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How to Recover from Google’s Pigeon Update

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articleimage386howtorecovergooglepigeonupdate

Google is always updating its algorithms, and while it’s great for searchers who are trying to get the most relevant results, it can also be problematic for business owners who have adapted their website and business to Google’s previously existing standards.

In the last few years, Google’s updates have been hard-hitting and somewhat radical, even though casual searchers probably noticed nothing:

  • The Panda Update, from 2011, targeted sites with low-quality content (usually in the form of keyword-stuffed or spam-like content) and penalized them by ranking them much lower.
  • The similar Penguin Update, from 2012, targeted spam and other black hat SEO practices, and penalized offending sites by ranking them lower as well.
  • The Hummingbird Update, from 2013, was a complete change of the entire search ranking algorithm—the first overhaul in many years—in order to produce ranks that respond to a searcher’s intent, rather than a searcher’s keywords. Unlike Panda and Penguin, Hummingbird was not intended to penalize sites for black hat practices.

Now, we’re looking at the most recent animal-themed Google algorithm update—Pigeon.

What Is the Pigeon Update?

articleimage386What Is the Pigeon Update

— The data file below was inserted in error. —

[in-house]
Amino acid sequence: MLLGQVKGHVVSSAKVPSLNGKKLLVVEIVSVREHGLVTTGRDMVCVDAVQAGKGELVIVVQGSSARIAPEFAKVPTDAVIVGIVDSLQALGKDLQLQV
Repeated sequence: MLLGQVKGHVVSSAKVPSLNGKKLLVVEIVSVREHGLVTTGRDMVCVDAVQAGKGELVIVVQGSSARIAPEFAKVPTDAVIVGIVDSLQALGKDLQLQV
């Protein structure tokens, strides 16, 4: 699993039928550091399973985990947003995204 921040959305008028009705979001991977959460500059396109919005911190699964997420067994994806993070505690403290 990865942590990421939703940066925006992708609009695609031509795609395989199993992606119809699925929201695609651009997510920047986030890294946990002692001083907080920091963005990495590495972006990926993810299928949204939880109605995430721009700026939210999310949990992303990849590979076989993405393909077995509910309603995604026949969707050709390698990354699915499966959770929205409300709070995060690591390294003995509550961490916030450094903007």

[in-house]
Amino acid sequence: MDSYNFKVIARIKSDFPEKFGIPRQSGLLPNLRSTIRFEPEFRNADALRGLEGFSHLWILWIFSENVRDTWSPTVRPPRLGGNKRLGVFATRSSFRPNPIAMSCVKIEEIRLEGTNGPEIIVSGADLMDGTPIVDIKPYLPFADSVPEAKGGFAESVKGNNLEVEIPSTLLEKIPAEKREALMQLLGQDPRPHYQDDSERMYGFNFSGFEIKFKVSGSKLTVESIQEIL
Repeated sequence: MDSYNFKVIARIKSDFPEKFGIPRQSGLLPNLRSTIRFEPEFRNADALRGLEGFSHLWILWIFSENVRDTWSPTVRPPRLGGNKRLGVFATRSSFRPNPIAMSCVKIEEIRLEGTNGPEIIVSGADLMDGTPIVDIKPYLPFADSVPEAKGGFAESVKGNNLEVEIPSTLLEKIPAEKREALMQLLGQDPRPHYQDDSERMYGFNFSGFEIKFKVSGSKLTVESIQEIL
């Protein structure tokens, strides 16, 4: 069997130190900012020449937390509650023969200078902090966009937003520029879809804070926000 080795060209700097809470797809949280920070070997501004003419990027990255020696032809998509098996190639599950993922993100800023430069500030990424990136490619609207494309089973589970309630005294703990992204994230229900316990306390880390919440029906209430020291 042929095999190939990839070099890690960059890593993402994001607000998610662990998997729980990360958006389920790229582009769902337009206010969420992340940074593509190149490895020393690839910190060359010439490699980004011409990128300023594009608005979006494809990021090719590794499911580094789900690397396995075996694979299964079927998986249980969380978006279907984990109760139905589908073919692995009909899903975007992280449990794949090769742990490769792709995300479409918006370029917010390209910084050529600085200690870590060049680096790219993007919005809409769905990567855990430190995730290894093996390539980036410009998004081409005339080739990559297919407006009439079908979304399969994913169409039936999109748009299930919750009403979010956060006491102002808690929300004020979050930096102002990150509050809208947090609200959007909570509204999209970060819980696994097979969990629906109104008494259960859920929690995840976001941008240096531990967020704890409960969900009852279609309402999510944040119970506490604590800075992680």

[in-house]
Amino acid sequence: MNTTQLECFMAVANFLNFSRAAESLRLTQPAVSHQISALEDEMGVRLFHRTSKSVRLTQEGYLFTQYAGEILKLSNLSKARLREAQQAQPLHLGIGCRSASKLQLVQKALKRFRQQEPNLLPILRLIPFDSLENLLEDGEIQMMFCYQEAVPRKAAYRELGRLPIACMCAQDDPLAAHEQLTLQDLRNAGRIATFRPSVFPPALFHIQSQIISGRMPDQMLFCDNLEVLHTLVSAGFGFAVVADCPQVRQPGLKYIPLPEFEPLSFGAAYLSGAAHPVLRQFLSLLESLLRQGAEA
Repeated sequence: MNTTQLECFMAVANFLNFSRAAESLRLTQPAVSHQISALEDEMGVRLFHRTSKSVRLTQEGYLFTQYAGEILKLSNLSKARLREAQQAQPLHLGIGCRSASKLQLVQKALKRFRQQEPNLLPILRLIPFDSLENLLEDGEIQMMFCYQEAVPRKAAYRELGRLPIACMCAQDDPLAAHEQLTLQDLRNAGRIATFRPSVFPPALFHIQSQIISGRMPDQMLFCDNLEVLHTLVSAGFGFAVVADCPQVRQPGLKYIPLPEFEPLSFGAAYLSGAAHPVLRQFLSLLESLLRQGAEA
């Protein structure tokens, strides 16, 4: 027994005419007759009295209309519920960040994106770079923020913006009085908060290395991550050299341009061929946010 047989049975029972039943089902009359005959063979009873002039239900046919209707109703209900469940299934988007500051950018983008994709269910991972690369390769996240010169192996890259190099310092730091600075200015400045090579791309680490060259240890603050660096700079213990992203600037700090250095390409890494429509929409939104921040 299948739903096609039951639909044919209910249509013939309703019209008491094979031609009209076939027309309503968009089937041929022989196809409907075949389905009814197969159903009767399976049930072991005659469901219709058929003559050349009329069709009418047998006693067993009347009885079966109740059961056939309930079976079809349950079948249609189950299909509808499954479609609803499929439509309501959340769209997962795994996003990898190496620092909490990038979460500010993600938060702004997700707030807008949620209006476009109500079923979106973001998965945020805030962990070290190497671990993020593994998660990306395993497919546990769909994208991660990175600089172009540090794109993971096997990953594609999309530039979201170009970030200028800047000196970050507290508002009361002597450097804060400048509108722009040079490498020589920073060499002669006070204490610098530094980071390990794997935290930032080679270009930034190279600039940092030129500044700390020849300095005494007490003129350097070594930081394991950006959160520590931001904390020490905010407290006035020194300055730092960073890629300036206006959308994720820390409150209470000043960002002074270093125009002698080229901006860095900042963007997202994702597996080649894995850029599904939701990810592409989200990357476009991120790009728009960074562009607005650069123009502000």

The “Pigeon Update” is so named by Search Engine Land in the absence of an official name from Google. Despite the fact that Google has not named the update officially, it does appear that the algorithm is significant enough to cause some major waves in the world of SEO, particularly in local results.

Before we take a look at what the Pigeon Update specifically involves, let’s take a look at the possible motivating factors for its release:

  • Yelp recently accused Google of excessively favoring its own local results more than Yelp’s. This favoritism was evident even in branded searches. While it is logical for Google to favor its own listings, the search engine giant does tend to make changes with the best interests of its searchers in mind. It is reasonable to suspect that Yelp’s criticism was at least a considering factor in this recent local business algorithm change.
  • Google is a major proponent of advancing technology to favor mobile devices, particularly local searches. The Pigeon Update improves the experience of mobile search by adding location-relevant results, furthering Google’s greater agenda of optimizing the web for mobile.